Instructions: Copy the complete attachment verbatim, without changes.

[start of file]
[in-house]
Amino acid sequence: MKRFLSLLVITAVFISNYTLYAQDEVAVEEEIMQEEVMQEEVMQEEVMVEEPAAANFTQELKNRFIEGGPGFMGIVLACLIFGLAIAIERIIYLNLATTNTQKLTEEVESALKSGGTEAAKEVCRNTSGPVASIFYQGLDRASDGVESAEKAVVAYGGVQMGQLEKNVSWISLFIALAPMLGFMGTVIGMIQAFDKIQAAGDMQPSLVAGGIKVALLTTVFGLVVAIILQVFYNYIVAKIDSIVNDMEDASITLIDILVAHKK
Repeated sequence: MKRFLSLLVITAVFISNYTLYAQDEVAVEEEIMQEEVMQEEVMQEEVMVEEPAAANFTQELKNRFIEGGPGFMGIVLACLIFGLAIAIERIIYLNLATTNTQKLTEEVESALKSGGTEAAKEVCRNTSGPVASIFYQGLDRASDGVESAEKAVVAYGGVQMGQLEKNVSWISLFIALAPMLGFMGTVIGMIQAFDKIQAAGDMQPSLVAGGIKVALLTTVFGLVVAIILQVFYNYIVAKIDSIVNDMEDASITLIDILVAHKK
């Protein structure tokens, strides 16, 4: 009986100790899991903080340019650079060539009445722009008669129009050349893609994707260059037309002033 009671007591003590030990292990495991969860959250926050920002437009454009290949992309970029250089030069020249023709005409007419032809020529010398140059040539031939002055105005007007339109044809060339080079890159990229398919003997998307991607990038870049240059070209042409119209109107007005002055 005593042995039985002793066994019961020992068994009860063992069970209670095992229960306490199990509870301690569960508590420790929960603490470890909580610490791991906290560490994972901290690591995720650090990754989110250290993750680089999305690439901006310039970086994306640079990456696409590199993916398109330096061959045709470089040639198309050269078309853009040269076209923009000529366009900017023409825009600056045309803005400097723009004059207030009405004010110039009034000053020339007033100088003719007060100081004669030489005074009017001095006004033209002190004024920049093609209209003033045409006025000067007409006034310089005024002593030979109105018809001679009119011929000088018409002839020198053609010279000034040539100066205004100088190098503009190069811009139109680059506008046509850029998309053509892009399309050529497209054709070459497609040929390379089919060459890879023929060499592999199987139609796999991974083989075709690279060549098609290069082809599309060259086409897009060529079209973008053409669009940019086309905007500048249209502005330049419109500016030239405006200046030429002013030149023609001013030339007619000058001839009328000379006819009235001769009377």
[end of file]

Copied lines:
[in-house]
Amino acid sequence: MKRFLSLLVITAVFISNYTLYAQDEVAVEEEIMQEEVMQEEVMQEEVMVEEPAAANFTQELKNRFIEGGPGFMGIVLACLIFGLAIAIERIIYLNLATTNTQKLTEEVESALKSGGTEAAKEVCRNTSGPVASIFYQGLDRASDGVESAEKAVVAYGGVQMGQLEKNVSWISLFIALAPMLGFMGTVIGMIQAFDKIQAAGDMQPSLVAGGIKVALLTTVFGLVVAIILQVFYNYIVAKIDSIVNDMEDASITLIDILVAHKK
Repeated sequence: MKRFLSLLVITAVFISNYTLYAQDEVAVEEEIMQEEVMQEEVMQEEVMVEEPAAANFTQELKNRFIEGGPGFMGIVLACLIFGLAIAIERIIYLNLATTNTQKLTEEVESALKSGGTEAAKEVCRNTSGPVASIFYQGLDRASDGVESAEKAVVAYGGVQMGQLEKNVSWISLFIALAPMLGFMGTVIGMIQAFDKIQAAGDMQPSLVAGGIKVALLTTVFGLVVAIILQVFYNYIVAKIDSIVNDMEDASITLIDILVAHKK
């Protein structure tokens, strides 16, 4: 009986100790899991903080340019650079060539009445722009008669129009050349893609994707260059037309002033 009671007591003590030990292990495991969860959250926050920002437009454009290949992309970029250089030069020249023709005409007419032809020529010398140059040539031939002055105005007007339109044809060339080079890159990229398919003997998307991607990038870049240059070209042409119209109107007005002055 005593042995039985002793066994019961020992068994009860063992069970209670095992229960306490199990509870301690569960508590420790929960603490470890909580610490791991906290560490994972901290690591995720650090990754989110250290993750680089999305690439901006310039970086994306640079990456696409590199993916398109330096061959045709470089040639198309050269078309853009040269076209923009000529366009900017023409825009600056045309803005400097723009004059207030009405004010110039009034000053020339007033100088003719007060100081004669030489005074009017001095006004033209002190004024920049093609209209003033045409006025000067007409006034310089005024002593030979109105018809001679009119011929000088018409002839020198053609010279000034040539100066205004100088190098503009190069811009139109680059506008046509850029998309053509892009399309050529497209054709070459497609040929390379089919060459890879023929060499592999199987139609796999991974083989075709690279060549098609290069082809599309060259086409897009060529079209973008053409669009940019086309905007500048249209502005330049419109500016030239405006200046030429002013030149023609001013030339007619000058001839009328000379006819009235001769009377």